With its two main racing sponsors being Malaysian oil Company Petronas and Yamaha Motor Kenkana Indonesia, Sepang is an important market for Yamaha Racing, and Jorge Lorenzo is a popular rider with Malaysian fans. This puts Yamaha in a quandary this weekend at the Malaysian GP, as the Spanish rider will be unable to compete in the penultimate GP round as he is still recovering from the finger injury he sustained at Phillip Island.
Needing a rider to fill-in for Lorenzo, Yamaha Racing has tapped factory test rider Katsuyuki Nakasuga to ride the factory Yamaha YZR-M1 at Sepang. The 30-year-old Nakasuga comes with a resume that includes not only testing the M1 with its Bridgestone tires (familiarity with the Japanese tire being paramount, just ask Toni Elias), but also competing in the 2011 All Japan Road Racing Championship, where he currently sits third in the JSB1000 class.
Rizla Suzuki has announced that John Hopkins will return to MotoGP action for another race, riding again as wild card entry, this time at Sepang. The Malaysian GP will be Hopper’s third stint in MotoGP this season, as the Anglo-American filled-in for the injured Álvaro Bautista at the Spanish GP in Jerez and was entered as a wild card for the Czech GP, where he unfortunately injured his wrist in a crash during Free Practice.
Currently leading the British Superbike Championship with the Samsung Crescent Racing team, Hopper will be looking to button-up the BSB Championship next weekend at Brands Hatch. Making a remarkable showing during his rookie year in BSB, this wild card ride with Rizla Suzuki is surely a reward for Hopkins’ determination this season, which has seen him make an appearance in World Superbike, on-top of his extracurricular MotoGP activities.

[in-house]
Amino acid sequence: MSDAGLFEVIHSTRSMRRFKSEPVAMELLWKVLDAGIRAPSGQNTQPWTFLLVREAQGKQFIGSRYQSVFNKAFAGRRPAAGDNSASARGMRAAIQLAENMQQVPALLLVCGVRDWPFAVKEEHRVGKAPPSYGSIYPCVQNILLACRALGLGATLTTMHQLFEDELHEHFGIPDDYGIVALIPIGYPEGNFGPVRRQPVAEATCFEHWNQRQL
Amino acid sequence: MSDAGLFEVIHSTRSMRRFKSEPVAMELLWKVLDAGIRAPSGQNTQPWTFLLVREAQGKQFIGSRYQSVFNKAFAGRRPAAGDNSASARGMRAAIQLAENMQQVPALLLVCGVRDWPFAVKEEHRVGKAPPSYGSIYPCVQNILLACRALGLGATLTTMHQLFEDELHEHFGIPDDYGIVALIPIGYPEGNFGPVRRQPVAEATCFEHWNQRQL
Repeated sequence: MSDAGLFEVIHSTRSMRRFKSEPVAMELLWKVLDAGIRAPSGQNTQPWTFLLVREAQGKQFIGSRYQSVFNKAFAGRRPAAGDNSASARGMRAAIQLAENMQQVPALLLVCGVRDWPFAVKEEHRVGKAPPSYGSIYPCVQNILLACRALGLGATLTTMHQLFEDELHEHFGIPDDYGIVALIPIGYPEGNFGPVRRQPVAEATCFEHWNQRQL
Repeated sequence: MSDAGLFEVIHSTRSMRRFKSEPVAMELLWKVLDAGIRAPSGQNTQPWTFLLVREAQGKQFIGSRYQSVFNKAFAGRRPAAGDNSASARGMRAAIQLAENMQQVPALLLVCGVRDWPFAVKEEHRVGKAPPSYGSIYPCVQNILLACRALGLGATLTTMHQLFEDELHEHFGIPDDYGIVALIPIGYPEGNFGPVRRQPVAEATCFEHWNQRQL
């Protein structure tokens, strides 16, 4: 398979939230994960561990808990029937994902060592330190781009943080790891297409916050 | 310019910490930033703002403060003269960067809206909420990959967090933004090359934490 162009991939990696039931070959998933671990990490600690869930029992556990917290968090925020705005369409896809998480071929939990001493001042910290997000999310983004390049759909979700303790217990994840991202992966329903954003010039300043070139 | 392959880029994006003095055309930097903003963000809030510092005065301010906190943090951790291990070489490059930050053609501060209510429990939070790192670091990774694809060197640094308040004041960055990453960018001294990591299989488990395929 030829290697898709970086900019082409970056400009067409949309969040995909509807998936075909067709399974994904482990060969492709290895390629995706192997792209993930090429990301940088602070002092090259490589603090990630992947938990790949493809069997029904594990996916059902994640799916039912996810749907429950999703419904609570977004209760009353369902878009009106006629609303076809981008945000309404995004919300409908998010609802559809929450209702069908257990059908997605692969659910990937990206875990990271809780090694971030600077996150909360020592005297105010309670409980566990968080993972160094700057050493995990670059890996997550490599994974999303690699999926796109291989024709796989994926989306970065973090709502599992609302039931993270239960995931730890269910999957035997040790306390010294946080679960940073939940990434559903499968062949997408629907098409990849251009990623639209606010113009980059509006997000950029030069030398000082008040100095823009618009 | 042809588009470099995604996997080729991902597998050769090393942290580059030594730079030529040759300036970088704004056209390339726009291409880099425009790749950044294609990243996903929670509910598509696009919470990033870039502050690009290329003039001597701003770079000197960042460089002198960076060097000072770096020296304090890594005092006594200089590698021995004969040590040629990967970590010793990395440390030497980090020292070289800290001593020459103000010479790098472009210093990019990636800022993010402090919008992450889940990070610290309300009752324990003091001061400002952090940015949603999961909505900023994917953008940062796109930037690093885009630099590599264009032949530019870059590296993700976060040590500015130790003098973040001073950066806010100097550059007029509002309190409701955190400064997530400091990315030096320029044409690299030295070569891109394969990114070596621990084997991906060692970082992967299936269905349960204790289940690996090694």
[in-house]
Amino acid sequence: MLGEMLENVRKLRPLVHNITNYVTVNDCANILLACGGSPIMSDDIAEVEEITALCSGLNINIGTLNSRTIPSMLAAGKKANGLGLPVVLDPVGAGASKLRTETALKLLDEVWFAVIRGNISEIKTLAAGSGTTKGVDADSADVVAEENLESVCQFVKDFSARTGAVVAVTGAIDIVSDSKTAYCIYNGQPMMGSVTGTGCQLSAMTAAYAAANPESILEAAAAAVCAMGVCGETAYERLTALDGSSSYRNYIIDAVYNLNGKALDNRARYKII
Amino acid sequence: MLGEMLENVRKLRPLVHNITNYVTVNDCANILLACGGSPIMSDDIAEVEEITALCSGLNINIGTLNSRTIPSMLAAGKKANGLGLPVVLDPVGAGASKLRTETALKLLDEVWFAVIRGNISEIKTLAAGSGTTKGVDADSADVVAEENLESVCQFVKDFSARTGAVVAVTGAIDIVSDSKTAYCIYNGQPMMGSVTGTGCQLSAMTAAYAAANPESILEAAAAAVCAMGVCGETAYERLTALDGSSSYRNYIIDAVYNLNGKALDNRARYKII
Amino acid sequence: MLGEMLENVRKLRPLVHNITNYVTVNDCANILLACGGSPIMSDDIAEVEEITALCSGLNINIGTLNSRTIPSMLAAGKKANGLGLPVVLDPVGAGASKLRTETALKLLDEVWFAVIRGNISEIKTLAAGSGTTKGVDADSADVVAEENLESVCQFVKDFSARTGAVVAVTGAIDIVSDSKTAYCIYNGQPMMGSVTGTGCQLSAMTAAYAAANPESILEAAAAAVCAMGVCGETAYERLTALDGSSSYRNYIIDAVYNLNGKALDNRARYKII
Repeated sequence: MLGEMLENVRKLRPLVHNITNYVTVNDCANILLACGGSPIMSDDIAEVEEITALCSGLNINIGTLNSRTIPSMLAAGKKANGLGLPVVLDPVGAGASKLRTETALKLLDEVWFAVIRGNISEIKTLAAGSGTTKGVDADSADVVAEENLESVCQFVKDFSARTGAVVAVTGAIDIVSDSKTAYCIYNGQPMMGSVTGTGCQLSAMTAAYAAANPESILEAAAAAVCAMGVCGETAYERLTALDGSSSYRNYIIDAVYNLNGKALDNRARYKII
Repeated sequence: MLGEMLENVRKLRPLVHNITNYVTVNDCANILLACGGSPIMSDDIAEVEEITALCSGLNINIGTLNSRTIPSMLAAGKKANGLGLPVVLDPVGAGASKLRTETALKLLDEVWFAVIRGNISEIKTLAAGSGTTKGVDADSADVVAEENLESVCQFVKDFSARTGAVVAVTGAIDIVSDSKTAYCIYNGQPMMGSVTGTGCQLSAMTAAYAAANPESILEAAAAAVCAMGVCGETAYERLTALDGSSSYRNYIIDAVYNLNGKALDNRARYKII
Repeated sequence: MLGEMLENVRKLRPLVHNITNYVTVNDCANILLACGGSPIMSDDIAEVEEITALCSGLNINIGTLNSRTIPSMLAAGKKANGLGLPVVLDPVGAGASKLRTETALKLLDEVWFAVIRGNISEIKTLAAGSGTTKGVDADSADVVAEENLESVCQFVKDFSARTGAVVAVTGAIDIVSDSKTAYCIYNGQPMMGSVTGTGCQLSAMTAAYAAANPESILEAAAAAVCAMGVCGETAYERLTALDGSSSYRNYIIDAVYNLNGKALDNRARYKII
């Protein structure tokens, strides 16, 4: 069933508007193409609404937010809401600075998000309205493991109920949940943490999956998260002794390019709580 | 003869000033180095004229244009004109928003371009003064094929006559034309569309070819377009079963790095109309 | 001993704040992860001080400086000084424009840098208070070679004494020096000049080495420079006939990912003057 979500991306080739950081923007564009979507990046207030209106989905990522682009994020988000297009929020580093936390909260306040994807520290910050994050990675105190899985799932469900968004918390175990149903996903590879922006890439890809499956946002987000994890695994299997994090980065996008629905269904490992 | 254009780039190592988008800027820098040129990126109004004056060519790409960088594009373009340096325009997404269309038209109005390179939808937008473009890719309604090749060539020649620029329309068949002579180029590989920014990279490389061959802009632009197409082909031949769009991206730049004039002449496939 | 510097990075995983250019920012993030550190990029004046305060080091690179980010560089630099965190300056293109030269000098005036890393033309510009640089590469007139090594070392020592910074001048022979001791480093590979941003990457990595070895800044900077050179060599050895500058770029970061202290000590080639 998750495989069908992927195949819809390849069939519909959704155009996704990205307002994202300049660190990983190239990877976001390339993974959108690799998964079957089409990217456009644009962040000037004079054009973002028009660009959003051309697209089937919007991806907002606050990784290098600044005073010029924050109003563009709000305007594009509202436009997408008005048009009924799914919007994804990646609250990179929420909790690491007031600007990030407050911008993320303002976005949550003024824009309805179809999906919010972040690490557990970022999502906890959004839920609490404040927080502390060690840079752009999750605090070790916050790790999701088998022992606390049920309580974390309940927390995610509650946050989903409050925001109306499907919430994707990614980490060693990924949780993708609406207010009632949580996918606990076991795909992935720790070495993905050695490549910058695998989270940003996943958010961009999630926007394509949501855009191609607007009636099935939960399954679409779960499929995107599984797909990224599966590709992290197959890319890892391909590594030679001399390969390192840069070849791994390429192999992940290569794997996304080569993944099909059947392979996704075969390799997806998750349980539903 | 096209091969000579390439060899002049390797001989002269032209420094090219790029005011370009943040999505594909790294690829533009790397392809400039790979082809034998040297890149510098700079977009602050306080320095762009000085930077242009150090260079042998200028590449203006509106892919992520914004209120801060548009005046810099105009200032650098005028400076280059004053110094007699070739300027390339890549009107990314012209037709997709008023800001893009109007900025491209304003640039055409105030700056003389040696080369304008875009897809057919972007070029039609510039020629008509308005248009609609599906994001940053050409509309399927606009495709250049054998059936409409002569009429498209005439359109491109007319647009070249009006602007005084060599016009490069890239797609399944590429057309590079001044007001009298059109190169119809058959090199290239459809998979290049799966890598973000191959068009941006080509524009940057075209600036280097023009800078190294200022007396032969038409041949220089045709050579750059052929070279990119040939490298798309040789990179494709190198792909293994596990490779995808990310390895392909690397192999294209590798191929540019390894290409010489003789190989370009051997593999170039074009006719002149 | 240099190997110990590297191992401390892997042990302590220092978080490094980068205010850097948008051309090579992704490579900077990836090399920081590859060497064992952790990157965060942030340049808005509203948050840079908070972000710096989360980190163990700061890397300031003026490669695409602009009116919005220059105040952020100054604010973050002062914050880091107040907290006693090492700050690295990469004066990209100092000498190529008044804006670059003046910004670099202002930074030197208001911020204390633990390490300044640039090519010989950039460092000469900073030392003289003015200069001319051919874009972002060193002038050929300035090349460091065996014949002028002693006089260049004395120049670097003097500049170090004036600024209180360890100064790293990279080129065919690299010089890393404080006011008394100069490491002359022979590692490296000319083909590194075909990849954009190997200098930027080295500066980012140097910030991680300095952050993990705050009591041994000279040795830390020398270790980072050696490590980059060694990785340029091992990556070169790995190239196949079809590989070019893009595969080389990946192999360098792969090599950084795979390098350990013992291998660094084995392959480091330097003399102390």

One of the great things about Twitter is that it often gives you unfiltered access to people who generally have several layers of public relations officers between them and the fans. No stranger to the interwebs, Jorge Lorenzo is probably one of the most avid Twitter users in the MotoGP paddock, blasting out a steady stream of tweets during a race weekend. So what does the Spanish rider send out to his followers after clinching the MotoGP Championship? Stay classy Jorge.
Although Jorge Lorenzo may be on the pole position at Sepang where many expect that Spaniard to clinch the World Championship, the talk at the Malaysian GP right now is about Nicky Hayden. The American lead most of qualifying, and will start tomorrow second on the grid, after missing the pole spot by only a tenth of a second.
Hayden had an abysmal time last week at Motegi for the Japanese GP, and looked to be on a similar path this weekend, but the Ducati Corse team went back to a setting from testing last year, and Hayden was able to make up the rest of the distance himself.
Announced this week, Sepang International Circuit will host MotoGP for three more years, bringing GP racing to Malaysia through 2013. Sepang has hosted MotoGP since 1999, and has become a favorite track for many of the GP riders. The Malaysian GP is an important stop for MotoGP, as it not only services GP fans from Southeast Asia, but also Australian and New Zealand as well. MotoGP has made developing nations and regions an important aspect of its racing calendar, hoping to turn these countries into motorcycle racing havens full of MotoGP fans.